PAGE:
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Racing Stripes

By Brandon Griner | December 14, 2017

Do You Know Your Racing Stripes?

Racing Stripes originally called Le Mans stripes, have been around since the early 1950’s.  Their purpose was to help identify them on the field during races. These racing stripes were applied to the Cunningham team’s racecars towards the beginning of 1951. It first appeared with two parallel blue stripes running from front to rear in the center of the white body, they helped spectators follow the cars color combination during races. These were instantly favored from the traditional Federation Internationale de l’Automobile (FIA) registered US Racing colors of a white body and blue chassis – dating back to when racecars had their chassis exposed.  In 1964 the Shelby Daytona Coupe would use the converse blue with white stripes and would compete in the 1964 and 1965 24 hours of Le mans. As for bringing it to the streets, the first racing stripes car was the 1965 Ford Mustang GT350 also known as the mustang racing stripes.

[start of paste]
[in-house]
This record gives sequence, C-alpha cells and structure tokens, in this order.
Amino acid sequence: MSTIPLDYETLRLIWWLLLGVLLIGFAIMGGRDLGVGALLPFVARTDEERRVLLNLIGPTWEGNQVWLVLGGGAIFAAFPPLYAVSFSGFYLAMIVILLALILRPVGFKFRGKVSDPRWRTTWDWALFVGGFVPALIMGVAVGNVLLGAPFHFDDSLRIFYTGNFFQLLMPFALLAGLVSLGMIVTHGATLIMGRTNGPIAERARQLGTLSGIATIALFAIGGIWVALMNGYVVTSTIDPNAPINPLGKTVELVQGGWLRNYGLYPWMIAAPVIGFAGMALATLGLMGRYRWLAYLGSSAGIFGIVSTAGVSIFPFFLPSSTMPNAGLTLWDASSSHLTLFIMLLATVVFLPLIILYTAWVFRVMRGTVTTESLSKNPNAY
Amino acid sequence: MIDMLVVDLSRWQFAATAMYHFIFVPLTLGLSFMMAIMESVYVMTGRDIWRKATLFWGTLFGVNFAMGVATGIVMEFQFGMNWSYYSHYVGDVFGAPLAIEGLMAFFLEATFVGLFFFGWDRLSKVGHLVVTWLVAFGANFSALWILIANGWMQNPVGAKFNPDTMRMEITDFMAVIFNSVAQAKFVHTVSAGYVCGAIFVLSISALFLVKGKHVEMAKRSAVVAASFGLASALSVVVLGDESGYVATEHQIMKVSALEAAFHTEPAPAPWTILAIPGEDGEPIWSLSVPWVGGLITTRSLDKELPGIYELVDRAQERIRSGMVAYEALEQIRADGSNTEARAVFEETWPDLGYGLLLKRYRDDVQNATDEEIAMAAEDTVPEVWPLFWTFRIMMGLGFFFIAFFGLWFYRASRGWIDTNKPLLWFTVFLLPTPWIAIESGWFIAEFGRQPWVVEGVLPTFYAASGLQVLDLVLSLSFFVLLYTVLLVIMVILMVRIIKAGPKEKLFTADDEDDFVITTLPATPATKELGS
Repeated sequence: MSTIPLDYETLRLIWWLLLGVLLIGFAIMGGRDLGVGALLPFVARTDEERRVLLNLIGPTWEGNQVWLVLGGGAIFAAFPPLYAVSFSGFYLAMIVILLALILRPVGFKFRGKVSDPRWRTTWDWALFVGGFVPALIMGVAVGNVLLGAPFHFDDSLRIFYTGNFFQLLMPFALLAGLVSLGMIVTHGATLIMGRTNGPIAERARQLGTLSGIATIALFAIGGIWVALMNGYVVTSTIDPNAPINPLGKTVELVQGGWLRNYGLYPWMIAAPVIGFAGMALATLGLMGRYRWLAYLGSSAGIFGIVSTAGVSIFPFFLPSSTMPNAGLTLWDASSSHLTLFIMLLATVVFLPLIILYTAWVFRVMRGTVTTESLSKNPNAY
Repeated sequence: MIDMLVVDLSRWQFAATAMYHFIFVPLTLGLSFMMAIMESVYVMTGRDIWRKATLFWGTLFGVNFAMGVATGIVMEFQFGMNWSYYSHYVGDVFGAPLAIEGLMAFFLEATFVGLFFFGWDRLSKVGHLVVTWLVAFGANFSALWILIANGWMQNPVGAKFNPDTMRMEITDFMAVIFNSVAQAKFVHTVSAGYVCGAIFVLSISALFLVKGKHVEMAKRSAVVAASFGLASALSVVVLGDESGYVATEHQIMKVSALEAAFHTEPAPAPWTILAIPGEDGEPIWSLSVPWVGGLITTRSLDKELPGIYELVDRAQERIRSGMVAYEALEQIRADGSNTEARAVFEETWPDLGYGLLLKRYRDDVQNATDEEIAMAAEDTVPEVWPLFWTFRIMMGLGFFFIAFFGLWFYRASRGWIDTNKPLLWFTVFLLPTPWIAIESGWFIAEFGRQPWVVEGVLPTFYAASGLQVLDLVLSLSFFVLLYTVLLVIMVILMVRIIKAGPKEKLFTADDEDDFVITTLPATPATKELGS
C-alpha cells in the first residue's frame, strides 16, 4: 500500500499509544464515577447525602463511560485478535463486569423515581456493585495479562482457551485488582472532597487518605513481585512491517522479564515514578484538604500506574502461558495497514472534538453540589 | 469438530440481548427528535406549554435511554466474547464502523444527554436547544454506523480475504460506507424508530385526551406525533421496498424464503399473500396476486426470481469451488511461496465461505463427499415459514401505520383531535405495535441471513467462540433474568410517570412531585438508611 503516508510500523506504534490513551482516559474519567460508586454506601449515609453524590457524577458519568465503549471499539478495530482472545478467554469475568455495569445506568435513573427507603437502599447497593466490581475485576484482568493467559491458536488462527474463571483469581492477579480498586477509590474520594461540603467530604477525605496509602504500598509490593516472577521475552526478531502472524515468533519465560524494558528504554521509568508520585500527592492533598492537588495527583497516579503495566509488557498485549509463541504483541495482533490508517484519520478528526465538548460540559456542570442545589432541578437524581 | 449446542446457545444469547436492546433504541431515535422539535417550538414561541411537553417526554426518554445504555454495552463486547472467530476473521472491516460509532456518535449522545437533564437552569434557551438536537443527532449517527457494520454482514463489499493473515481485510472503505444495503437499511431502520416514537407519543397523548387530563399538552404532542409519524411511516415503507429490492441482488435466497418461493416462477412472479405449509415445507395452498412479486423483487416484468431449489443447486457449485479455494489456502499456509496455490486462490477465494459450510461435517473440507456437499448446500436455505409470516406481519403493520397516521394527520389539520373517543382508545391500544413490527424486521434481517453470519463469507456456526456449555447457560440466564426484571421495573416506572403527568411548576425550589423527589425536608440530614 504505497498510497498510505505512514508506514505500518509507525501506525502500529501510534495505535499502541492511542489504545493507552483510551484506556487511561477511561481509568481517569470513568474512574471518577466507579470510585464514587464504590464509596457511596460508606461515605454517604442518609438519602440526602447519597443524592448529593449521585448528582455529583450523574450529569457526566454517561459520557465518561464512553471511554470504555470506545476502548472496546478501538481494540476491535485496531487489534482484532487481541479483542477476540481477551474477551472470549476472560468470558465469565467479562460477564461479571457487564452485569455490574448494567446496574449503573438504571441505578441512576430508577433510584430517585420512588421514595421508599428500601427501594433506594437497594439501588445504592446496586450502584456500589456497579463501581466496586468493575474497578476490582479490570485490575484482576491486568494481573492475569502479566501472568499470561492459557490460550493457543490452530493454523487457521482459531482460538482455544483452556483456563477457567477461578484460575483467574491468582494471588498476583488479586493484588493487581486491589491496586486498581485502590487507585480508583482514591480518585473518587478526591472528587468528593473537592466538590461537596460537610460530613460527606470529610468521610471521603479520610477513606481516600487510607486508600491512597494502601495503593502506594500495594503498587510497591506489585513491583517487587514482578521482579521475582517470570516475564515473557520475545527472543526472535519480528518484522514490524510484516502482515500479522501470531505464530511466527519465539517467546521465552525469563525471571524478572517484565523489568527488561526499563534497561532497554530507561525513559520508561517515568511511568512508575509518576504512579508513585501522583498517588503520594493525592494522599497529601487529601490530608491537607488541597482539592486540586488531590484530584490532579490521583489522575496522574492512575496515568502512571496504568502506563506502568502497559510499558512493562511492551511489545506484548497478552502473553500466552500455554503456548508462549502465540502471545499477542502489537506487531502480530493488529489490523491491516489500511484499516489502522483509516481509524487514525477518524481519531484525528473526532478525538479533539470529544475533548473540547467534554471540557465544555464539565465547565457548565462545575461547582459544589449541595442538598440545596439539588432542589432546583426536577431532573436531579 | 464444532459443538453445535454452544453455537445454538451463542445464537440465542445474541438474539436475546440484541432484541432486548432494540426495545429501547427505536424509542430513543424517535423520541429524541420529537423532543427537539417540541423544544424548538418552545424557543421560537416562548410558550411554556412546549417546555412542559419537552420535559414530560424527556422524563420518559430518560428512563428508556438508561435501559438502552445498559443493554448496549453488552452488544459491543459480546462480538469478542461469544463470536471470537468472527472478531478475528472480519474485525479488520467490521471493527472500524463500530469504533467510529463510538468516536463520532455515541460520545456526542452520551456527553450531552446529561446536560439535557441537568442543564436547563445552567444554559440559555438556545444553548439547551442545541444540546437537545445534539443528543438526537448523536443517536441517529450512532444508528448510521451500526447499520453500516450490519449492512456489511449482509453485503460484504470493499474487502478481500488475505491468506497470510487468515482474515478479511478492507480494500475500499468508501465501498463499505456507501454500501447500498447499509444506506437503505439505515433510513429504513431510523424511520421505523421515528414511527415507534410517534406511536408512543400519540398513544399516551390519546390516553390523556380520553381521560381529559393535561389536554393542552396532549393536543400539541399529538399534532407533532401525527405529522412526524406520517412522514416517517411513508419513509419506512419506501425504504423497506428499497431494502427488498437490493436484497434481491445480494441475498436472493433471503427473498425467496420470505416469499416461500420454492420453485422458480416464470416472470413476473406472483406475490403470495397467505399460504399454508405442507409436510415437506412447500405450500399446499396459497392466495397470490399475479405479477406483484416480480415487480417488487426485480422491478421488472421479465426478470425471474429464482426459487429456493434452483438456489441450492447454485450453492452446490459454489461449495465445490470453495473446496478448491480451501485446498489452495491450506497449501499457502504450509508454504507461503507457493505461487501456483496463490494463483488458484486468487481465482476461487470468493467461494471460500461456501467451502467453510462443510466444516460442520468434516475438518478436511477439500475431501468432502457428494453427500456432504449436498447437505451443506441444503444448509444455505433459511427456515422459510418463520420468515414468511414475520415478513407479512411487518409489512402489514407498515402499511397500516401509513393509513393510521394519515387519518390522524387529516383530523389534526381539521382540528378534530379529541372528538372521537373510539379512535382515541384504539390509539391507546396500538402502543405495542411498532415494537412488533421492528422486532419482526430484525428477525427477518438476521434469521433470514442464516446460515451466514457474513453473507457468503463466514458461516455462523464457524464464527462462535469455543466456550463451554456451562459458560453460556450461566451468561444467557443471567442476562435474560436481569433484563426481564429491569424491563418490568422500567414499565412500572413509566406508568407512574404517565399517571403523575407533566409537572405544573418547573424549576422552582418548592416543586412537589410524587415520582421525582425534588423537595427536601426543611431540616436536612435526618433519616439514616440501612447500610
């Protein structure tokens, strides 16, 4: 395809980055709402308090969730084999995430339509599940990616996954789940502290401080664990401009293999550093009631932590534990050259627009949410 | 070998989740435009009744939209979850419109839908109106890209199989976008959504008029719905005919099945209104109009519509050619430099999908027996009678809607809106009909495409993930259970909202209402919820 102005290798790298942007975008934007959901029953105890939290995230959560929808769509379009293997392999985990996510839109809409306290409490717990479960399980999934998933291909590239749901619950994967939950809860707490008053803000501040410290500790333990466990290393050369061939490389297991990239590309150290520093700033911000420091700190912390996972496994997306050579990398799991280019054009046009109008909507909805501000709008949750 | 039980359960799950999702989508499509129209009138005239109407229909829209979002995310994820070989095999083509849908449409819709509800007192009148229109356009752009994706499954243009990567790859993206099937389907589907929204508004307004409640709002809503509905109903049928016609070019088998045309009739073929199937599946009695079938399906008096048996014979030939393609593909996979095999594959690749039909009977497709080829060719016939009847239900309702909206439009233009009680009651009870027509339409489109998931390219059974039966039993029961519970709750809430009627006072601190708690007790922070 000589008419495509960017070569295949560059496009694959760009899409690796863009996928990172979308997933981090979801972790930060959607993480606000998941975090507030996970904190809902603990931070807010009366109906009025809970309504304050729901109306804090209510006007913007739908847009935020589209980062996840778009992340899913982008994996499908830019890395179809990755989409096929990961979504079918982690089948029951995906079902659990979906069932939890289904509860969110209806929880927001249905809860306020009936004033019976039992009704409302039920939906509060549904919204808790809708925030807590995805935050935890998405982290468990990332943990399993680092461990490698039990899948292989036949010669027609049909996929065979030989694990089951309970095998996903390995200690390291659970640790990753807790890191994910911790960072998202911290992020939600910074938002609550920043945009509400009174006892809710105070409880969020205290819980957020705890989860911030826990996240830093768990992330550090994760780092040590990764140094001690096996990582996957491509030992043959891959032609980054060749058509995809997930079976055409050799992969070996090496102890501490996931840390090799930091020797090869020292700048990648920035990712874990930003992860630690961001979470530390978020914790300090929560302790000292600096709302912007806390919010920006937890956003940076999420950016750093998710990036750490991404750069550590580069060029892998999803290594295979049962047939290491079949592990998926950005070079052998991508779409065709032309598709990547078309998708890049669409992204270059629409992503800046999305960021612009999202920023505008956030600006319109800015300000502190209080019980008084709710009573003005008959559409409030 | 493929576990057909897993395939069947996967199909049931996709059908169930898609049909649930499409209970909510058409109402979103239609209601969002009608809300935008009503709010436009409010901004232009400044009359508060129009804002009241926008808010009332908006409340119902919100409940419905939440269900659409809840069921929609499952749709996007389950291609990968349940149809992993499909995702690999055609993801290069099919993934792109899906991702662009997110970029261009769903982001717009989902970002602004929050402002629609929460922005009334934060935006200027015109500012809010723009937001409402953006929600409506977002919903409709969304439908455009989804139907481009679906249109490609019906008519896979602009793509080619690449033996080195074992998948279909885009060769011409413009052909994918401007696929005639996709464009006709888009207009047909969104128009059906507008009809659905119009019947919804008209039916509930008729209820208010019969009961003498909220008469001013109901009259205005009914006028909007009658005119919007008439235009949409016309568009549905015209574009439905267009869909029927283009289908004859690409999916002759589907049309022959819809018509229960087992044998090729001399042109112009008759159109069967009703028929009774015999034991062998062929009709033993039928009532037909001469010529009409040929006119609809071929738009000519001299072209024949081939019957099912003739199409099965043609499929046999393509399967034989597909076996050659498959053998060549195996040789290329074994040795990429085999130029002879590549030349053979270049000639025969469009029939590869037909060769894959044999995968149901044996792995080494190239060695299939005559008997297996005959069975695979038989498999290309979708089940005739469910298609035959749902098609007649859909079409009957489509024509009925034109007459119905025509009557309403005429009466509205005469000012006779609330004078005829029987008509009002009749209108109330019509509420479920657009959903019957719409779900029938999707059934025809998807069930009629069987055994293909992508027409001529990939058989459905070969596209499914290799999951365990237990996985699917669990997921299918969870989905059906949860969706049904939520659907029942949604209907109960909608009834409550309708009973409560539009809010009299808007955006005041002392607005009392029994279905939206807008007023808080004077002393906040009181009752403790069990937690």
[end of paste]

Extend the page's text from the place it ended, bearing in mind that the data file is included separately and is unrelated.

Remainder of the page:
From the 1960s, stripes have sometimes been applied to road cars as well as racing cars. Such cars as the Renault 8 Gordini had stripes fitted as standard. They’re sometimes referred to as “go-faster stripes” on road cars. An alternative style features stripes which wraps around the car sideways instead of running down the center of the vehicle called “bumblebee” stripes. This is not to be confused with the Camaro racing stripes from the transformer’s movie.

In contrast, these stripes were featured exclusively on the Dodge Charger Daytona racecar. Dodge’s named it the “Scat Pack performance package” for its late 60’s early 70’s muscle cars featured with the bumblebee stripe as a signature. Racing stripes dropped a lot in popular interest, and it picked back up in the 90’s. When in 1996, a pair of 8-inch wide stripes were used on the Dodge Viper GTS, starting a comeback for the fashion. They are sometimes referred to as “Viper Stripes”, this helped bring back racing stripe decals for cars. Typically racing stripes are detailed and painted on during the body finishing, this usually draws an extra fee for detailing. Now its becoming more accepted to buy a car with basic paint job and then later get vinyl racing stripes instead.

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